Halloran, J., Elliott, P., and Murdock, G. (1970). Demonstrations and Communications: a Case Study. Middlesex: Penguin Books.

Hermida, A., Lewis, S., and Zamith, R. (2014). Sourcing the Arab Spring: A Case Study of Andy Carvin’s Sources on Twitter During the Tunisian and Egyptian Revolutions. Journal of Computer-Mediated Communication, 19, 479-499.

Hines, N. Obama furious over Egypt remarks by ‘monster’ Clinton. (2011, 14 February). The Times.

Jha, S. (2007). Exploring Internet Influence on the Coverage of Social Protest: Content Analysis Comparing Protest Coverage in 1967 and 1999. Journalism & Mass Communication Quarterly, 84(1), 40-57.

Johnson-Cartee, K. (2005). News Narratives and News Framing: Constructing Political Reality. Lanham: Rowman and Littlefield.

Karim, K. (2006). America’s media coverage of Muslims: The historical roots of contemporary portrayals. In E. Poole & J. Richardson. (Eds.), Muslims and the news media (pp. 116-127). London: I.B. Tauris.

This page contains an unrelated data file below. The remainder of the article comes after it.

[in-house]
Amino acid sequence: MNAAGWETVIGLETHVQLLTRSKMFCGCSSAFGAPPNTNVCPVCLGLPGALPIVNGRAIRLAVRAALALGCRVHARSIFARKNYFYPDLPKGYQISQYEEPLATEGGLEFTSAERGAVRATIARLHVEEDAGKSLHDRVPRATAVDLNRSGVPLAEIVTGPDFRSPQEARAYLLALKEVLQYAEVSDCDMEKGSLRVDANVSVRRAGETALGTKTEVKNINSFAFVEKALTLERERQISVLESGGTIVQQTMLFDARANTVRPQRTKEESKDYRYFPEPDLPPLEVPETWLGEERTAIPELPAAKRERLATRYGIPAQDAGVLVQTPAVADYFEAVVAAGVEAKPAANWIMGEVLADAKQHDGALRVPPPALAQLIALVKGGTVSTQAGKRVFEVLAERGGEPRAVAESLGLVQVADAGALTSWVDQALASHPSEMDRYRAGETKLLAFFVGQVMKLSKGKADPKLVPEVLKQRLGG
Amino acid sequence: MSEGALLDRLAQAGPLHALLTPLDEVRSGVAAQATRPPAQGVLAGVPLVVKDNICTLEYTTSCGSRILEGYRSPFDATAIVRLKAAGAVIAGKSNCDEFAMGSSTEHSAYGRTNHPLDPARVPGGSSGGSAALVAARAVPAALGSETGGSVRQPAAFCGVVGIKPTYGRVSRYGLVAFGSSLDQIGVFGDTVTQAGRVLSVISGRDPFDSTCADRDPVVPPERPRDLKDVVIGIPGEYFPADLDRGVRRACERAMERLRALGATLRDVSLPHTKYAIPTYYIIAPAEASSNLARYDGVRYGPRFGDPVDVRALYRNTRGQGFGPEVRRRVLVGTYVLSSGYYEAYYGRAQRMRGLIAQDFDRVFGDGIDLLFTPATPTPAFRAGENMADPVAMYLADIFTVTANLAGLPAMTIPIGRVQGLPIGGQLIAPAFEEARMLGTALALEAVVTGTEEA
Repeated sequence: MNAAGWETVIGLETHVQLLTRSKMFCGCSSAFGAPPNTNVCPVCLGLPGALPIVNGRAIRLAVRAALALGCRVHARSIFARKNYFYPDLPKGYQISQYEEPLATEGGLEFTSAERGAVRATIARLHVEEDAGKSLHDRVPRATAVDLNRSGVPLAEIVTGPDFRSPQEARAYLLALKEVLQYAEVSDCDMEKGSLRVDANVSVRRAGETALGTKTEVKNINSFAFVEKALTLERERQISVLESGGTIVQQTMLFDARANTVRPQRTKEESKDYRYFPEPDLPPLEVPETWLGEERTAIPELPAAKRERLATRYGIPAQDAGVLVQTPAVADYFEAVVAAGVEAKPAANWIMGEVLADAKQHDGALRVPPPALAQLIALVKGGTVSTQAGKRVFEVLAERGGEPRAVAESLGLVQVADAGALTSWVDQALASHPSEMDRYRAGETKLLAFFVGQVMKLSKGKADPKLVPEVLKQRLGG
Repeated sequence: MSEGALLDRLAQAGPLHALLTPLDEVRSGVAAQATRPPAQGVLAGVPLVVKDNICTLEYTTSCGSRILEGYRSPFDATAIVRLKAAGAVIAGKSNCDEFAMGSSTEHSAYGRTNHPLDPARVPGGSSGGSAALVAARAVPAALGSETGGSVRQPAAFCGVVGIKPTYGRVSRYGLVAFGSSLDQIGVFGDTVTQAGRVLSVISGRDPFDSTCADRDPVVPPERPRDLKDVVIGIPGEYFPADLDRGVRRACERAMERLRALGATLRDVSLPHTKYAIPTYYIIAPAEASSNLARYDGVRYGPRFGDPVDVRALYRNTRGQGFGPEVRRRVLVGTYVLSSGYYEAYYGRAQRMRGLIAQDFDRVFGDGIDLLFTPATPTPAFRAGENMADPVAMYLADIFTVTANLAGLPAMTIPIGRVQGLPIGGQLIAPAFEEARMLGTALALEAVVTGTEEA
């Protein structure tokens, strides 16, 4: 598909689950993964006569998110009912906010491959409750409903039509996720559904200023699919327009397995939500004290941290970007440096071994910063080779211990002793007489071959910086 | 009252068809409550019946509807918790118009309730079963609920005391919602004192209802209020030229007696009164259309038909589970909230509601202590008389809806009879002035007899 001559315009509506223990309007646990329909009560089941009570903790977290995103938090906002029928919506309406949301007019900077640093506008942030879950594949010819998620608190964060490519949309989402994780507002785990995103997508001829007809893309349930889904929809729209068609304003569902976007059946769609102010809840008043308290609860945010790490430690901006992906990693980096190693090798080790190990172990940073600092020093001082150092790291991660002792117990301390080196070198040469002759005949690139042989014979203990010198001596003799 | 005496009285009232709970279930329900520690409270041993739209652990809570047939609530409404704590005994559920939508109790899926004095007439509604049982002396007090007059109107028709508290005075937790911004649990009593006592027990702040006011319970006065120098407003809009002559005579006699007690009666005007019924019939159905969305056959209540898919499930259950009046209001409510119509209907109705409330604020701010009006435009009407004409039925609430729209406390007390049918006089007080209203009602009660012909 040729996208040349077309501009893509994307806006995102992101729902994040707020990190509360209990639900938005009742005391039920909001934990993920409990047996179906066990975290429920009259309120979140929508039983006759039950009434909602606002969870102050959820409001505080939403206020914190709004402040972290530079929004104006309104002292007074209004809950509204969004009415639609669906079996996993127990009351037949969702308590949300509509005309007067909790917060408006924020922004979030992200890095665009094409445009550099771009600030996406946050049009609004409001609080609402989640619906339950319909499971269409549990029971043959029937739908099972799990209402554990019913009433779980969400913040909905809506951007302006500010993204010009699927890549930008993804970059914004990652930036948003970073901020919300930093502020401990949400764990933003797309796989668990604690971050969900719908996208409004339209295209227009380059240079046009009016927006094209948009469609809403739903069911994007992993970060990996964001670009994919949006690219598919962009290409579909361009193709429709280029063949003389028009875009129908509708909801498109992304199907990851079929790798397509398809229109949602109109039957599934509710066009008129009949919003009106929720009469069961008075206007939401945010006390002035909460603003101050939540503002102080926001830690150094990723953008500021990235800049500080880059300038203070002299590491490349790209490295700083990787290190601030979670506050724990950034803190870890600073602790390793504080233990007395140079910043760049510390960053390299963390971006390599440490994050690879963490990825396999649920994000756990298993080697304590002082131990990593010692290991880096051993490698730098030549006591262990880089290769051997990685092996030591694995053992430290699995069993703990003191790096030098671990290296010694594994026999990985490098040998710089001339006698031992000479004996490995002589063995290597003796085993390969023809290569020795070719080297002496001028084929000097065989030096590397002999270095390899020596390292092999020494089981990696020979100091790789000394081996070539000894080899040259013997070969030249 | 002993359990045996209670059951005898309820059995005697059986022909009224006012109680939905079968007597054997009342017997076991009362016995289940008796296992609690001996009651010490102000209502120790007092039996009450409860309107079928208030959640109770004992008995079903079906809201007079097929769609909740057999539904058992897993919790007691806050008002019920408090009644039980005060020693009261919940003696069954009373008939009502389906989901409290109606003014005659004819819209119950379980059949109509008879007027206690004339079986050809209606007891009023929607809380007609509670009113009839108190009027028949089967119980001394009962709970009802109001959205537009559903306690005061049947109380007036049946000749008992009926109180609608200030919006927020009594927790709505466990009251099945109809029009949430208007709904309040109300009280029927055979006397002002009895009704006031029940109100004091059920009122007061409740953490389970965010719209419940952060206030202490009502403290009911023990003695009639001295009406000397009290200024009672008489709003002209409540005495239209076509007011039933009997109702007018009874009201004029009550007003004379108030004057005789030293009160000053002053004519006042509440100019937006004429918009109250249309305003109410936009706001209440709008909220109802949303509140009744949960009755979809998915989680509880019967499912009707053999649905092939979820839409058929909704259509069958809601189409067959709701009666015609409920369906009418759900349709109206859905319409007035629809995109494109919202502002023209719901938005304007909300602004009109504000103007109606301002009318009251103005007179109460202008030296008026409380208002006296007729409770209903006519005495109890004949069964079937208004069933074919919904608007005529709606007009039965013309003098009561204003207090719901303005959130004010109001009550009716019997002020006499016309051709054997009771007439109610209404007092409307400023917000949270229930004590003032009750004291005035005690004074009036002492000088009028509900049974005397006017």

Knight, M. (2012). Journalism as usual: The use of social media as a newsgathering tool in the coverage of the Iranian elections in 2009. Journal of Media Practice, 13, 61-74.

Kumar, D. (2010). Framing Islam: The Resurgence of Orientalism During the Bush II Era. Journal of Communication Inquiry, 34(3), 254-277.

Kunelius, R. and Renvall, M. (2010). Stories of a public: Journalism and the validity of citizens’ testimonies. Journalism, 11(5), 515-529.

Lee, C., Chan, J., Zhongdang, P., and So, C. (2005). National Prisms of a Global ‘Media Event’. In J. Curran and M. Gurevitch (Eds.), Mass Media and Society (pp. 320-335). London: Hodder Arnold.